N.J. men fool Chris Christie: Allegedly scammed families of 9/11 responders | State | NewJerseyNewsroom.com -- Your State. Your News.

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N.J. men fool Chris Christie: Allegedly scammed families of 9/11 responders

911responder012512_optBY CHRISTINE VALDEZ
NEWJERSEYNEWSROOM.COM

The memory of the events of 9/11 bring back tragedy for all the families involved, but now scammers are allegedly trying to make money off of their loss.

Two New Jersey men are currently being sued for collecting thousands of dollars of donations in a 9/11 charity scam. According to NBC NY, a lawsuit was filed on Monday in Superior Court against 66-year old Mark Niemczyk of Tinton Falls. 40-year-old Thomas Scalgione of Manahawkin is also being sued.

Niemczyk and Scalgione are being sued for using the money for their own personal needs. The men claimed to use donations for families of the victims of 9/11 but failed to register the charity, which is required by state law.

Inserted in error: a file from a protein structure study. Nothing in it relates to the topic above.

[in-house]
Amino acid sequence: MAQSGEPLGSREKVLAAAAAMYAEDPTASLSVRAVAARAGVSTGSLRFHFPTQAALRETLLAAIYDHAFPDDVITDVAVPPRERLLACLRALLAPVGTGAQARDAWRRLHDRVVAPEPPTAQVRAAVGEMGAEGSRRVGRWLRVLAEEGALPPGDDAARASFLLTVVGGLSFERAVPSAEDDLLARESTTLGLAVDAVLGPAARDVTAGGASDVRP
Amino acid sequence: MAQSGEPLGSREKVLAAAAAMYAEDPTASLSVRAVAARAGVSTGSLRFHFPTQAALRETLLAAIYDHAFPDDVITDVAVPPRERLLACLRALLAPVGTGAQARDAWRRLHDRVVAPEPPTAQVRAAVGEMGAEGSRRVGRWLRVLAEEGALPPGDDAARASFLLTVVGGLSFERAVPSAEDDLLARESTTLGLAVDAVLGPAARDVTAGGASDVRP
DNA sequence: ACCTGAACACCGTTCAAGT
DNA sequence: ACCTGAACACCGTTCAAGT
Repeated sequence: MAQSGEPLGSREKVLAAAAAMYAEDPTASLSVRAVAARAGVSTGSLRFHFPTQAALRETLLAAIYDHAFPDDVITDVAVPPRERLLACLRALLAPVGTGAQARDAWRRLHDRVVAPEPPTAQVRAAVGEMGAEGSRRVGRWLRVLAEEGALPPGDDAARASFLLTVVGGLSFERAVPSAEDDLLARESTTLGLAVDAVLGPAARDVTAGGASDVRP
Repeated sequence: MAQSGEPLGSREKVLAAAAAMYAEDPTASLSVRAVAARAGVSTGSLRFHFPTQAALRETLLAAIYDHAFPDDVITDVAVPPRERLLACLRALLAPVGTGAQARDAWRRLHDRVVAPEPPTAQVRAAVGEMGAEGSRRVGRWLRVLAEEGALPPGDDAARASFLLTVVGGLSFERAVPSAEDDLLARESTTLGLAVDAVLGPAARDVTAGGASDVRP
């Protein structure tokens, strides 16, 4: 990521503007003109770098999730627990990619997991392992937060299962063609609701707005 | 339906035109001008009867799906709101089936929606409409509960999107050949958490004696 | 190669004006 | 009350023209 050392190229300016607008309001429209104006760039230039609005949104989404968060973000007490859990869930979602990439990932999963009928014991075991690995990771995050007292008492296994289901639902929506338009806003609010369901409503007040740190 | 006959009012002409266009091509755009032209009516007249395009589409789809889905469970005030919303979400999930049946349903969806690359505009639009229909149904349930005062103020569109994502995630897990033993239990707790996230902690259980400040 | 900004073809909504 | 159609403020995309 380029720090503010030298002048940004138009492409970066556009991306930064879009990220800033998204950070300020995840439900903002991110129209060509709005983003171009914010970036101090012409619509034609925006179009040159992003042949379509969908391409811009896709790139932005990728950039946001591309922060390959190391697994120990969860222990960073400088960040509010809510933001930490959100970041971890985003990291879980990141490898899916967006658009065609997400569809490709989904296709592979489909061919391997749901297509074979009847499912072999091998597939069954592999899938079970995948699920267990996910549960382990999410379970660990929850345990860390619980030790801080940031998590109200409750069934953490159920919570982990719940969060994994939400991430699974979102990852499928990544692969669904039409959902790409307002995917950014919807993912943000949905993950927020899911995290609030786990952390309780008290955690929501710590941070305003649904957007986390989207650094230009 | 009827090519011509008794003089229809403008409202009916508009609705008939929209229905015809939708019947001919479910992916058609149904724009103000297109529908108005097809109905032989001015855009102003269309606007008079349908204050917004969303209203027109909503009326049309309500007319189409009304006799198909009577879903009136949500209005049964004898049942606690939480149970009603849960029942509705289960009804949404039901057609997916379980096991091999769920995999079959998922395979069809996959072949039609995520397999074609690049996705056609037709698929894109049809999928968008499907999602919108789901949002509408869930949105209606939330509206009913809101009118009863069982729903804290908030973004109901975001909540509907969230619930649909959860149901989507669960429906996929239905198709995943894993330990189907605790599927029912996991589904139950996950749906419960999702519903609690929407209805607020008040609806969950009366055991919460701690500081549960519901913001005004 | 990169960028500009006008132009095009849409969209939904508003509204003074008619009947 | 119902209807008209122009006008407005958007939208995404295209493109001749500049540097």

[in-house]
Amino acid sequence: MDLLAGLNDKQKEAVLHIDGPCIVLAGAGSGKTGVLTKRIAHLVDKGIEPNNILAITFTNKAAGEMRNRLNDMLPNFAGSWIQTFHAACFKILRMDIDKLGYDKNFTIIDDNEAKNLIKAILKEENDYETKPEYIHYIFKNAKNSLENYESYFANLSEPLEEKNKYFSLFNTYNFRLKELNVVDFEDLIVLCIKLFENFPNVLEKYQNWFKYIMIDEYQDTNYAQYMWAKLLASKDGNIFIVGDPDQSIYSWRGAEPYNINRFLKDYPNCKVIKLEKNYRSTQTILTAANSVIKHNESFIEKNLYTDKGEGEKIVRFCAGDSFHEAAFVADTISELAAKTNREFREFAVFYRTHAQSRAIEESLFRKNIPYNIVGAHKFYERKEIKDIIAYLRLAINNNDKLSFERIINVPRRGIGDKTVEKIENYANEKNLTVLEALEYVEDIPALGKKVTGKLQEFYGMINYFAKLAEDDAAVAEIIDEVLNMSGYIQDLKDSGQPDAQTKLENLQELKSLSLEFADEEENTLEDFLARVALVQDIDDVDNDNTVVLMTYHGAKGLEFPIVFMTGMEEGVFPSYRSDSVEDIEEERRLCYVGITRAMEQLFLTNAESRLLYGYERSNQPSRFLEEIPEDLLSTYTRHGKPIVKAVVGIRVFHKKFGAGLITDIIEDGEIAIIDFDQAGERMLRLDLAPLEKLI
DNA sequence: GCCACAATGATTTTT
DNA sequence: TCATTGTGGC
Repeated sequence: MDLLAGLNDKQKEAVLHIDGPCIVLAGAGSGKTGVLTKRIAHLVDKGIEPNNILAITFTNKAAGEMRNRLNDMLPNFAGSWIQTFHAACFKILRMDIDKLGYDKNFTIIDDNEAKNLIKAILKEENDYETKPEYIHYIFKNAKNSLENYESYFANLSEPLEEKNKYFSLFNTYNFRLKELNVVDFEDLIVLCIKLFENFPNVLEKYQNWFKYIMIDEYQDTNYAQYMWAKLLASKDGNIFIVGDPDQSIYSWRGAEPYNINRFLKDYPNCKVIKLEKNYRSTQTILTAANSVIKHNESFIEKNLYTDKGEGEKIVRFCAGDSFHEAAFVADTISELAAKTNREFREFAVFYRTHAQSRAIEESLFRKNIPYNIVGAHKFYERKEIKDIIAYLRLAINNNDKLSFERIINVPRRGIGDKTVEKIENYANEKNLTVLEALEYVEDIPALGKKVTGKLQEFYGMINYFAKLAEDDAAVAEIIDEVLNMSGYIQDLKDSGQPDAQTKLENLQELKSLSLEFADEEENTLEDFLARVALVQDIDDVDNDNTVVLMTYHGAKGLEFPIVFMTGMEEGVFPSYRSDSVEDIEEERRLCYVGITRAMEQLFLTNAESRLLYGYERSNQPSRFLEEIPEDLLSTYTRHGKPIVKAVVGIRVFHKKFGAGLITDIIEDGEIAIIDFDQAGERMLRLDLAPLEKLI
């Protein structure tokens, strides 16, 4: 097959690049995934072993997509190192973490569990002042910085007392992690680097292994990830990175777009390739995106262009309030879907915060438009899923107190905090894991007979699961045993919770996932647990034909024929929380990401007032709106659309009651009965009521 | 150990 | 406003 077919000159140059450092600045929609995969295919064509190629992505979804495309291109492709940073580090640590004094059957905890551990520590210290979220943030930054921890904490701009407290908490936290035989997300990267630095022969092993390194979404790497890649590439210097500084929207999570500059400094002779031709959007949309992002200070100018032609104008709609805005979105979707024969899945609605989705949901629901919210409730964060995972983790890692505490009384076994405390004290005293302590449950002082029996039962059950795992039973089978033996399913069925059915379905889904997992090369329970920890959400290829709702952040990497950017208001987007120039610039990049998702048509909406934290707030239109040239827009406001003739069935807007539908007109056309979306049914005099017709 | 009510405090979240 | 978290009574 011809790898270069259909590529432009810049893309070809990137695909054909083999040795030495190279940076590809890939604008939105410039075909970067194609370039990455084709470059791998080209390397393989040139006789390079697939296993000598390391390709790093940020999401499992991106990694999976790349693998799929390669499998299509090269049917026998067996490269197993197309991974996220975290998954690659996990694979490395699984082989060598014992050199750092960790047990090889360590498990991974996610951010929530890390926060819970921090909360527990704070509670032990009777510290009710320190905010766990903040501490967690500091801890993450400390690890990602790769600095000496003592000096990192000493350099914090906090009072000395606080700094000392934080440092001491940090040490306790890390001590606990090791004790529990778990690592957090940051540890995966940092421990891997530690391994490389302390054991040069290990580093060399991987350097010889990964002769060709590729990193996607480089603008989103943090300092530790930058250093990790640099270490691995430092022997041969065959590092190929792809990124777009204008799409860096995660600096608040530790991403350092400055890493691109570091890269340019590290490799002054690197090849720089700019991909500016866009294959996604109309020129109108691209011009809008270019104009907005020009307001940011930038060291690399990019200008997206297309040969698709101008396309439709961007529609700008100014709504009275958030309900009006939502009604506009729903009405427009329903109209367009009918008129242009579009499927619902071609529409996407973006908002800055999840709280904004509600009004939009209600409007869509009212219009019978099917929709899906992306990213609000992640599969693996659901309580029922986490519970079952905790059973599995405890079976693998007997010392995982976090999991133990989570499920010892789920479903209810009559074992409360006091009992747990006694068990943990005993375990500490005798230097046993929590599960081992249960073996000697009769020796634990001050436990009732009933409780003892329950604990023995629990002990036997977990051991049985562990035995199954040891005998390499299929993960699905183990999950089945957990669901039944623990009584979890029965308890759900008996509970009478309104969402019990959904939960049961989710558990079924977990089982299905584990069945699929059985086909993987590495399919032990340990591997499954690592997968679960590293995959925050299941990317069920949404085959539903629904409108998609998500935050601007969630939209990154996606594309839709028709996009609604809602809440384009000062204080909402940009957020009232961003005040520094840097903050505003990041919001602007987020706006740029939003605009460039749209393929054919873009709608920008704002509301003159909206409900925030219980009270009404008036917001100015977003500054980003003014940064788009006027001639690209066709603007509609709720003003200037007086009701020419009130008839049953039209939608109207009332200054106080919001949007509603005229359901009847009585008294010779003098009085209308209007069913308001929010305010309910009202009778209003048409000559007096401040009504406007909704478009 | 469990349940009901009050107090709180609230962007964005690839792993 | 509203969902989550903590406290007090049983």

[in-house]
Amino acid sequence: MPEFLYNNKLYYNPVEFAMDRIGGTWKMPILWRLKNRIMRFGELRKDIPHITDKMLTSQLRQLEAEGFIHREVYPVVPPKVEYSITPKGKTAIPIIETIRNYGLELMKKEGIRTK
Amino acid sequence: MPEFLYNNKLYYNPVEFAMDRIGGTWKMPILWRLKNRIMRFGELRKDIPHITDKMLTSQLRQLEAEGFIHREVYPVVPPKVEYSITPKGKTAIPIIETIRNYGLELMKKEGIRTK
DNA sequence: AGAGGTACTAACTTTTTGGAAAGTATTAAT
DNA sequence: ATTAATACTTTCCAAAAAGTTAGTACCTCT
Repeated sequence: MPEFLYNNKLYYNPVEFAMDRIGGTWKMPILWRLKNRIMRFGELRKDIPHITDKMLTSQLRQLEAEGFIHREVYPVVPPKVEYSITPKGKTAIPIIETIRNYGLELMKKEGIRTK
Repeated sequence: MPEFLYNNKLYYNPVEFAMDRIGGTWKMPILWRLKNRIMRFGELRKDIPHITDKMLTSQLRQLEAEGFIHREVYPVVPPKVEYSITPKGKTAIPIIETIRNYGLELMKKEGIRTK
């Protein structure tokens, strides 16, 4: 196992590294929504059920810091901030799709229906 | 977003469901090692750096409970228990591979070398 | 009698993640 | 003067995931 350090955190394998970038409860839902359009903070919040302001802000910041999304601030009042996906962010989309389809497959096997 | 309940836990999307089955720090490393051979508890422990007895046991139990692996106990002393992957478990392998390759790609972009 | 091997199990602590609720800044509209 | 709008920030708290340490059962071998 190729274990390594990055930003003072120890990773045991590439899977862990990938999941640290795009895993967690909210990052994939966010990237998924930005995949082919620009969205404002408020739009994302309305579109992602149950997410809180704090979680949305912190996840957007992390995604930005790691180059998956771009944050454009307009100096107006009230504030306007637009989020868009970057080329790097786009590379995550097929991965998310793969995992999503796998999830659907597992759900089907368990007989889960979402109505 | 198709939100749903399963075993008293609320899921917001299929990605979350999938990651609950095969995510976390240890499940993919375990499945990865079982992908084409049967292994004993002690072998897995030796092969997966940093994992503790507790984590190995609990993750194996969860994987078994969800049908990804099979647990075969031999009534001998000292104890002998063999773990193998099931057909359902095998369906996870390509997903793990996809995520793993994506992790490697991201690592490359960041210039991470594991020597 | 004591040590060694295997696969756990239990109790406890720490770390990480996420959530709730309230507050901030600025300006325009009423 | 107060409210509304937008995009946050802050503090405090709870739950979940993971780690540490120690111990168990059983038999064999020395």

New Jersey Attorney General Jeffrey S. Chiesa says that the two men claimed to support a foundation that does not exist: the Cain Foundation. Chiesa also mentions that both men tried to use a national tragedy for a profit.

Both men “used a national tragedy to dupe the public,” said Chiesa to the Examiner. “Rather than aiding the families of first responders who perished, [they] are causing additional emotion distress through their alleged avarice and greed.”

According to the lawsuit, the men used a red pick up truck with the names of first responders on the side of the truck.

Rosemary Cain, who lost her son in the tragic event, feels betrayed that all the names of first responders are being featured on the side of a truck in a charity scam.

“Oh absolutely, I feel betrayed and I feel that he’s dishonored the 343 firefighters. He’s dishonored them by putting their names on a truck…to scam people of their money,” said Cain to CBS New York. “Absolutely it’s a betrayal, it’s disgusting.”

Niemczyk and Scalgione both have criminal records. Their charity scam was revealed in a YouTube video about a year ago by a real ex-SEAL, Don Shipley.

According to the Examiner, the scam was so successful that they even got Gov. Chris Christie to pose with the truck in a photo.

 

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